Napoleon Strickland

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Napoleon Strickland (October 1, 1919[1] – July 21, 2001), sometimes known as Napolian Strickland, was a fife and drum blues artist, and songwriter, and vocalist specializing in country blues, specifically North Mississippi hill country blues. He also played guitar, drums, harmonica, fife, and all manner of percussion instruments.

Life[edit]

Born near Como east of the Mississippi Delta in hill country, Napoleon Strickland learned music as a boy from his father. Later Otha Turner taught him how to play. He became adept with guitar, drums, harmonica, diddley bow, fife, and all manner of percussion. He was primarily a fife player and singer, playing a great number of festivals. He also performed on several compilation albums of North Mississippi hill country blues, as the music was recorded in the late 20th century. He appeared in the biopic documentary film, The Land Where The Blues Began.[2]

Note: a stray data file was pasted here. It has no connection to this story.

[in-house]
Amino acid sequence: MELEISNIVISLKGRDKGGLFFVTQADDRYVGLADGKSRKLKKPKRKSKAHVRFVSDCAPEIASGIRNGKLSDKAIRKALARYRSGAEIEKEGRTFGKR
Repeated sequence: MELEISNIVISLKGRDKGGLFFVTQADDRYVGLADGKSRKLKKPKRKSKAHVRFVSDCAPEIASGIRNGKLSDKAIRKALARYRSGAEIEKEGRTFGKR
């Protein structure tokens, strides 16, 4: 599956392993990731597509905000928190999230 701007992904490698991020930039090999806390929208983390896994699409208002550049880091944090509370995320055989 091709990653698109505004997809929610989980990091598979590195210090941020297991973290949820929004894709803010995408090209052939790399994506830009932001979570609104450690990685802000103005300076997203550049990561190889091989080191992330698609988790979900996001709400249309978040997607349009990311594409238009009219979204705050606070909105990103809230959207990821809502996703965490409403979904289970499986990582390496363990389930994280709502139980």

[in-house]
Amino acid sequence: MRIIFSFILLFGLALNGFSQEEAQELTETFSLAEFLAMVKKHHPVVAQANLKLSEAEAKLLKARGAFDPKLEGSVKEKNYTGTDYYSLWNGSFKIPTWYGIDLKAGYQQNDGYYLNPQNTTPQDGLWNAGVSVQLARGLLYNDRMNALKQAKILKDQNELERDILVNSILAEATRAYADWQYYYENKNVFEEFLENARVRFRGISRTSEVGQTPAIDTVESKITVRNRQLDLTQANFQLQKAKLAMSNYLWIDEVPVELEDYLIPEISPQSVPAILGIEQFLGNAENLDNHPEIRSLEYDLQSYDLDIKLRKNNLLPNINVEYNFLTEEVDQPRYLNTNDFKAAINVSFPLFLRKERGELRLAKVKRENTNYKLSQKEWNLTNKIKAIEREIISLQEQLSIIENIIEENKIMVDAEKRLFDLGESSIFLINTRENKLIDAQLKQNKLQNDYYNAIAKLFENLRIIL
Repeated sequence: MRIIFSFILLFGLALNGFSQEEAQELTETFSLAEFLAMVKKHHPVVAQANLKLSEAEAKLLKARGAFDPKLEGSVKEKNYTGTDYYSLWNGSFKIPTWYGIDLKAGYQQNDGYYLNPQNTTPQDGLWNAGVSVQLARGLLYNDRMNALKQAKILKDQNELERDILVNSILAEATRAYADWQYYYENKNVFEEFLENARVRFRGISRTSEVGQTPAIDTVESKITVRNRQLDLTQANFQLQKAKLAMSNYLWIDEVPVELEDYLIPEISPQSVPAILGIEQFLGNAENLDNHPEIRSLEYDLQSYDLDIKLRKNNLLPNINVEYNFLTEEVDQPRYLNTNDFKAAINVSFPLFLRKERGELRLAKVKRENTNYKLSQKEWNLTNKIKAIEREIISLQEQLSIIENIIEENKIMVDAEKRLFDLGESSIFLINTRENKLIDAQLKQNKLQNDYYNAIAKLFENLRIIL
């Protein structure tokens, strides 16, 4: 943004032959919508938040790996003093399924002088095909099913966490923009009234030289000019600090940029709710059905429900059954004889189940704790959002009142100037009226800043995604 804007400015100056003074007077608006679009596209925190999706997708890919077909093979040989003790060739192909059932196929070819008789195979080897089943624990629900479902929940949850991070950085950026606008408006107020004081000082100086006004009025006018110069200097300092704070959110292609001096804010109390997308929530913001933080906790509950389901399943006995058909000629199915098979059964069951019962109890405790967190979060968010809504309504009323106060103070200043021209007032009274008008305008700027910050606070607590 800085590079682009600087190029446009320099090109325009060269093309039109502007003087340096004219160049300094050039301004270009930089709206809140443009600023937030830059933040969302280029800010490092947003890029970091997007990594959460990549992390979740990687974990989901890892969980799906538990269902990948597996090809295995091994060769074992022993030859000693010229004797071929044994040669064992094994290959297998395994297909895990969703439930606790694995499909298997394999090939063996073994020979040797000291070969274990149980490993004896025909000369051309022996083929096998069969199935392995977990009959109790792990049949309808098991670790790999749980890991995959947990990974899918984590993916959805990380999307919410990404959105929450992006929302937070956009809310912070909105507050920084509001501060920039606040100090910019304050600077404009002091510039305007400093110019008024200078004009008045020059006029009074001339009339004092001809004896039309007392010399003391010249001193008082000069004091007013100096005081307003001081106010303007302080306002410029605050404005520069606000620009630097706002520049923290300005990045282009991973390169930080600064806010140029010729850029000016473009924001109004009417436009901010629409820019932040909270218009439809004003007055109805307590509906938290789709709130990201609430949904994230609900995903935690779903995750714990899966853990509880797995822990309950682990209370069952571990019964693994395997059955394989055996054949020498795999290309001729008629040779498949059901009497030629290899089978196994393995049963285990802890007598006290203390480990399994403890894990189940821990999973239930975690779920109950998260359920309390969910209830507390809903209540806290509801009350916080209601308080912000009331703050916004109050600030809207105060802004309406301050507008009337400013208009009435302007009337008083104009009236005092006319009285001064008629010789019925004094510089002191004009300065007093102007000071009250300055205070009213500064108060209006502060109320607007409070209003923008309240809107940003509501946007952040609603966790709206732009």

Strickland was considered by many to have been the premier fife player of his genre. He made a living as a sharecropper for most of his life, mentoring other musicians in the region.[citation needed] After a car accident, he was committed to a nursing home but continued to play for guests from his bed.[citation needed]

Discography[edit]

  • V/A - Mississippi Delta Blues Jam in Memphis Vol. 1 - Arhoolie Records
  • V/A - Blow My Blues Away Vol. 1 - Arhoolie Records
  • V/A - Traveling Through the Jungle - Testament Records
  • V/A - Testament Records Sampler - Testament Records
  • V/A - Feel Like Goin' Home Blues - Sony Music Canada
  • V/A - Living Country Blues USA Vol. 7 - Living Country Blues Records
  • V/A - Living Country Blues USA Vol. 10 - Living Country Blues Records
  • V/A - Bottleneck Blues - Hightone Records
  • V/A - Mississippi Delta Blues in the 1960s - Venerable Music
  • V/A - Afro-American Folk Music - Venerable Music
  • V/A - Memphis Swamp Jam - Blue Thumb Records

See also[edit]

References[edit]

  1. ^ Date of birth as per Social Security Death Index
  2. ^ Johnson, Greg "Napolian Strickland", Blues Notes, September 18, 2001. Accessed November 6, 2007.

External links[edit]